Propeller Health’s Principal Investigator Might Be a More Credible Principal Investigator for Propeller Health If He Could Spell “Propeller Health.”   We’re just sayin’…


Wellness Innovations might be a more credible wellness vendor if they could spell “wellness vendor.”  We’re just sayin’…

wellness innovations

Wanna know who does not “bring exceptional value”?  Wellness Innovations’ copy editor…


…Who is apparently moonlighting for Pyrimed…



…Who is apparently moonlighting for Heath Fairs Direct…

health fair direct impingement

Anyone who can decipher the word “impinge” in any of Health Fairs Direct’s uses of the word wins a free thesaurus.  Decipher it in all three places and you get a free decoder ring.


...who apparently got lured back to Wellness Innovations to measure outcomes:

corporate wellness magazine

Make sure to link through and read the other “key take-away’s”





Star Wellness’s Sales Pitch:  Our Needles Aren’t As Dirty As Other Vendors’

star wellnessneedles

Sal, Wyoming’s Not a Country.

Health Fair [sic] Direct, Connecticut’s not a city

health fair direct CT is not a city

And, Vivify, pneumonia’s not a chronic disease…

vivify penumonia

…which is why you never hear anyone say: “I was diagnosed with pneumonia a few years ago, but I’m staying on top of it.”

Health Fair [sic] Direct may not know Connecticut is a state, but no one can accuse them of not busting their S

health fair direct headquarter

…and they also want to make sure we remember that corporations are people too

health fair direct corporations

The Definition of a “Healthy Employee” Is One Who Has Not Been Diagnosed

Feeling fine today?  Alas, you better get your affairs in order, bid your loved ones adieu, and watch the shows you’ve DVR-ed.  Why? Because, dodo-brain, feeling fine means you have:

compass health title I feel fine syndrome

You are “walking around without a clue that [you have] a debilitating or terminal condition.”  According to this company (which at this point, having been “outed” by us, had the good sense to take this off their website…but not until we captured a screen shot), the major symptom of I Feel Fine Syndrome is:  not having symptoms.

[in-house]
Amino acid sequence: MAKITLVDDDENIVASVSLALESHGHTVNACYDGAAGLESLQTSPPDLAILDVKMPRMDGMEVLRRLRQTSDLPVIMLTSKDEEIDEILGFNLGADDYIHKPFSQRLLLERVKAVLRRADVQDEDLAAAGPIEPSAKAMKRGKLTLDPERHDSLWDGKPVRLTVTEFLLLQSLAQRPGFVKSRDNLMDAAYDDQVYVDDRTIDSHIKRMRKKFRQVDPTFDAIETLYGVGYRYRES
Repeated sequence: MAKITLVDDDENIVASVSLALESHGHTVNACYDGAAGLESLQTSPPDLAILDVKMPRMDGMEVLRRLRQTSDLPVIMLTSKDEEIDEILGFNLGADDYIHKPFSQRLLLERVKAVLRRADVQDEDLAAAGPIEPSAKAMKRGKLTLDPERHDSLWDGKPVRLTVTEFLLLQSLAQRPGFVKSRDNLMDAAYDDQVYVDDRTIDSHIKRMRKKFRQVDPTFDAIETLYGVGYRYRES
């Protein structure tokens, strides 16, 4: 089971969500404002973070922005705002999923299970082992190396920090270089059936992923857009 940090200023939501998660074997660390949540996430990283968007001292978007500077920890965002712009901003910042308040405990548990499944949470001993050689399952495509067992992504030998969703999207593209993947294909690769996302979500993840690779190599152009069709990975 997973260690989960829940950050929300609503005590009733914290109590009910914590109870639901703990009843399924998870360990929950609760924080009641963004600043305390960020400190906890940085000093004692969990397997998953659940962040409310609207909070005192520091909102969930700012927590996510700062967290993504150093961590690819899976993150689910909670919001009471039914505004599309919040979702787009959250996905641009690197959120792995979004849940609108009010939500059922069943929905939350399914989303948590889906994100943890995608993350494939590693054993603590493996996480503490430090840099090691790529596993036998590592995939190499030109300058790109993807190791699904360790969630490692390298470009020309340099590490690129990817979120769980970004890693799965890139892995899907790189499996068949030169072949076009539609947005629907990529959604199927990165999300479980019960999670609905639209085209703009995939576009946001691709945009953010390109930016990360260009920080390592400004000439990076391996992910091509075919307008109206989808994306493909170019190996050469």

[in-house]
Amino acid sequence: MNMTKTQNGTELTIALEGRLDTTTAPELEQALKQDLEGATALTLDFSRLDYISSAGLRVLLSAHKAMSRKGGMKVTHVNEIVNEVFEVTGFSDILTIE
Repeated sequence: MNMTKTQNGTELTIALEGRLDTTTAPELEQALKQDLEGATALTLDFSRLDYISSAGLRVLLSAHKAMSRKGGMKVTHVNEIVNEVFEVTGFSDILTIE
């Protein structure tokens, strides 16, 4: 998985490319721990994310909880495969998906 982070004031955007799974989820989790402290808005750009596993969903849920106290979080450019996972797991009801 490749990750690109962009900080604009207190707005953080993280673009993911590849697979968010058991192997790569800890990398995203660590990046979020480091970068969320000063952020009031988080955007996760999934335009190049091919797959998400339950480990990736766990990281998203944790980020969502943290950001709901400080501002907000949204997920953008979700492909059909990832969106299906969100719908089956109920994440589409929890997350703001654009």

We’ll let them take it from here, to display not only their epidemiological prowess but also, this being the wellness industry, their grammar and spelling prowess as well:

compass health screen shot2

We must confess we learned a lot from this.  We had not realized that employers’ concerns about employees feeling fine had their roots in ancient history.  But there it is, right in the opening words:  these concerns date back “millenia” [sic], when employers failed to get their employees tested for “percolating” conditions before throwing them to the lions.

To summarize, the bad news is that feeling fine may be hazardous to your health.  The good news is that your ICU bed may not need a DNR notice anytime soon because elsewhere these folks says it “has programs and solutions to help your employees overcome their I Feel Fine Syndrome.”  And it is “very likely” these programs and solutions can “completely cure the problem…forever in our bodies.”

And not a moment too soon, as far as we’re concerned, because the clock is ticking: we’re never felt better in our lives.  That’s the good news.  The bad news is, it sounds like we need to start contributing more to our 401K’s.

You may think you’re misreading this due to the small print, but you’re not.  It really does say “all data bench marked by the biophotonic antioxidant health scanner.”

biophotonic scanner



goofus and gallant



cartoon dilbert wellness monitoring

dilbert wellness

dilbert stress

 dilbert fixed typo

new yorker wellness

Hate these clippings?  You’ll despise our book, Surviving Workplace Wellness, as it delves into the wacky world of wellness, where vendors push programs designed to make employees happy whether they like it or not.


  1. Doug Dame says:

    The last one, Medical/Rx paid claims, $463 thousand, has to be a serious contender for the most deceptive chart ever produced.

    And the “missing 5.0” is the least of it. Amateurs who want to exploit the human mind’s natural tendency to compare the size of the two columns …(wow, it’s only half as much!!!) …. start the y-axis somewhere way above zero. But we’re getting a little smarter, and many people now know to look for that tell-tale hint that the “data presentation” (so to speak) is rigged.

    This chart reassuringly shows a zero, but the y-axis scale is demonically non-linear and totally non-standard. The top five tickmarks cover from $6.4m to $6.0m, or $0.4m. The lower 5 tickmarks (including the x-axis@0), which just going by tickmarks appear to be the same, in fact includes the range from $0 to $4.0m. Compared to the upper part of the axis, that’s compressed to 1/10th of the perceptual scale it should have.